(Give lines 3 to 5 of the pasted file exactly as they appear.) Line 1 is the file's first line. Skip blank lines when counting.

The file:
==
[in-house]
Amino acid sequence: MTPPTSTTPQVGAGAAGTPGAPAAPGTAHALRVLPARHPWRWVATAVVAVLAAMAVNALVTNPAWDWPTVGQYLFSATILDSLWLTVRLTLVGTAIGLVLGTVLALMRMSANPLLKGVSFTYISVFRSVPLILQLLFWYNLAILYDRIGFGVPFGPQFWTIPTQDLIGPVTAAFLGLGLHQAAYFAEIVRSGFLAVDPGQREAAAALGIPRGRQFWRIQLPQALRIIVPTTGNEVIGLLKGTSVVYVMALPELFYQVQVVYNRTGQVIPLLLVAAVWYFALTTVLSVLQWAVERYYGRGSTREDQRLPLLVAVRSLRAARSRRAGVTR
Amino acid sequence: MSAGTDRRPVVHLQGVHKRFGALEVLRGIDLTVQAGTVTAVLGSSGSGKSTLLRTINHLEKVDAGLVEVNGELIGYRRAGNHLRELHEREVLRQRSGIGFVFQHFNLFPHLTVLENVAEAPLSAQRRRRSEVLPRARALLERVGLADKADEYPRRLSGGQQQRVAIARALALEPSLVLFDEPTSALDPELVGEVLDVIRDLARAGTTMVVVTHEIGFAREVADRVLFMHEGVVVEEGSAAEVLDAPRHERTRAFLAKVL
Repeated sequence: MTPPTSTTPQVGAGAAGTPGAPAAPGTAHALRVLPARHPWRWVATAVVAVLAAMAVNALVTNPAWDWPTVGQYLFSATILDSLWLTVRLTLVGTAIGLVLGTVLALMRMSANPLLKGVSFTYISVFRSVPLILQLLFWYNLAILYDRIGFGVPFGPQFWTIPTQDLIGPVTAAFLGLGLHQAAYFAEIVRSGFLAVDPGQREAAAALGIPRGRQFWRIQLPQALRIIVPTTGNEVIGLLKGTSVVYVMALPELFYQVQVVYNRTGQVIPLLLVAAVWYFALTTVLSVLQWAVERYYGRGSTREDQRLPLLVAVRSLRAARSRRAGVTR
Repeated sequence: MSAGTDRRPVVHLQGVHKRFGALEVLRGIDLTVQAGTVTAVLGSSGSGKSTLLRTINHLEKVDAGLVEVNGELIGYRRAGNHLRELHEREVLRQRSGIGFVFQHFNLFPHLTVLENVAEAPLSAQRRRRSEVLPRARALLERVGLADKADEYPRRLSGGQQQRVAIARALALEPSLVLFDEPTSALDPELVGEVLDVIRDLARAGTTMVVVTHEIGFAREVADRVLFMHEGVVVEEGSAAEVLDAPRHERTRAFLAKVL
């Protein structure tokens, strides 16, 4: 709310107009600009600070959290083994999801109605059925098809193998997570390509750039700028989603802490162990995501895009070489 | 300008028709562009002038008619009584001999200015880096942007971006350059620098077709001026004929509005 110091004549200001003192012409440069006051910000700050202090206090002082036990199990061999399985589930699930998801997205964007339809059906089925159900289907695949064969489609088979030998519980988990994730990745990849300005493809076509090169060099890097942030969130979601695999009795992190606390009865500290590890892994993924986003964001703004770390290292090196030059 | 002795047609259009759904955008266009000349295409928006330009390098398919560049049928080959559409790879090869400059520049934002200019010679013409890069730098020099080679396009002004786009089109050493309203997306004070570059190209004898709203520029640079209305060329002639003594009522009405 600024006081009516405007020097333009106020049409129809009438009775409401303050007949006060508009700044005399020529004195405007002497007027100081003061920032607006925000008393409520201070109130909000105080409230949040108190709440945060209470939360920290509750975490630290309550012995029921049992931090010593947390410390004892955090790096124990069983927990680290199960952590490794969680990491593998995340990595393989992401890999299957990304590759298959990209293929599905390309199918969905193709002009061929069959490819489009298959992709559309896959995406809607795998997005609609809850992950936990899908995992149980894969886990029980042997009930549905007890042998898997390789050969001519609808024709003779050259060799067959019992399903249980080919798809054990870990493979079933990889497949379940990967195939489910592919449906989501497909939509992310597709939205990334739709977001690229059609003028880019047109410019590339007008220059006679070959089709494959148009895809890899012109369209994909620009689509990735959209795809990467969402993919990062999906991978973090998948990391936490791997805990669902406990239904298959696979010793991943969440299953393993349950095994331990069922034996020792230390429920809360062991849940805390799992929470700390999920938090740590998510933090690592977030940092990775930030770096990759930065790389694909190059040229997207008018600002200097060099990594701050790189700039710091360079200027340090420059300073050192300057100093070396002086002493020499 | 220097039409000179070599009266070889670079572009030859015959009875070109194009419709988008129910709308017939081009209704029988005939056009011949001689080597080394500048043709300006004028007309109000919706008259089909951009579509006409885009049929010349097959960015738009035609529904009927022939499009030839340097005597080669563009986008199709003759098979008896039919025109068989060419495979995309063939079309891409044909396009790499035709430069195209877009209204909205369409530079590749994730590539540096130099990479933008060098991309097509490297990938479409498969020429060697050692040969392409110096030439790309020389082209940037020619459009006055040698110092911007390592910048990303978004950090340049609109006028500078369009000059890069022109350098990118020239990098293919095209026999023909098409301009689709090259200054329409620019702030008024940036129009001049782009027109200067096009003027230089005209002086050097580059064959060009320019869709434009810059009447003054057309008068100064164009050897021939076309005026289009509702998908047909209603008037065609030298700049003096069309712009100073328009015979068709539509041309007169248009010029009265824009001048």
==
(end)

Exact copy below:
Amino acid sequence: MSAGTDRRPVVHLQGVHKRFGALEVLRGIDLTVQAGTVTAVLGSSGSGKSTLLRTINHLEKVDAGLVEVNGELIGYRRAGNHLRELHEREVLRQRSGIGFVFQHFNLFPHLTVLENVAEAPLSAQRRRRSEVLPRARALLERVGLADKADEYPRRLSGGQQQRVAIARALALEPSLVLFDEPTSALDPELVGEVLDVIRDLARAGTTMVVVTHEIGFAREVADRVLFMHEGVVVEEGSAAEVLDAPRHERTRAFLAKVL
Repeated sequence: MTPPTSTTPQVGAGAAGTPGAPAAPGTAHALRVLPARHPWRWVATAVVAVLAAMAVNALVTNPAWDWPTVGQYLFSATILDSLWLTVRLTLVGTAIGLVLGTVLALMRMSANPLLKGVSFTYISVFRSVPLILQLLFWYNLAILYDRIGFGVPFGPQFWTIPTQDLIGPVTAAFLGLGLHQAAYFAEIVRSGFLAVDPGQREAAAALGIPRGRQFWRIQLPQALRIIVPTTGNEVIGLLKGTSVVYVMALPELFYQVQVVYNRTGQVIPLLLVAAVWYFALTTVLSVLQWAVERYYGRGSTREDQRLPLLVAVRSLRAARSRRAGVTR
Repeated sequence: MSAGTDRRPVVHLQGVHKRFGALEVLRGIDLTVQAGTVTAVLGSSGSGKSTLLRTINHLEKVDAGLVEVNGELIGYRRAGNHLRELHEREVLRQRSGIGFVFQHFNLFPHLTVLENVAEAPLSAQRRRRSEVLPRARALLERVGLADKADEYPRRLSGGQQQRVAIARALALEPSLVLFDEPTSALDPELVGEVLDVIRDLARAGTTMVVVTHEIGFAREVADRVLFMHEGVVVEEGSAAEVLDAPRHERTRAFLAKVL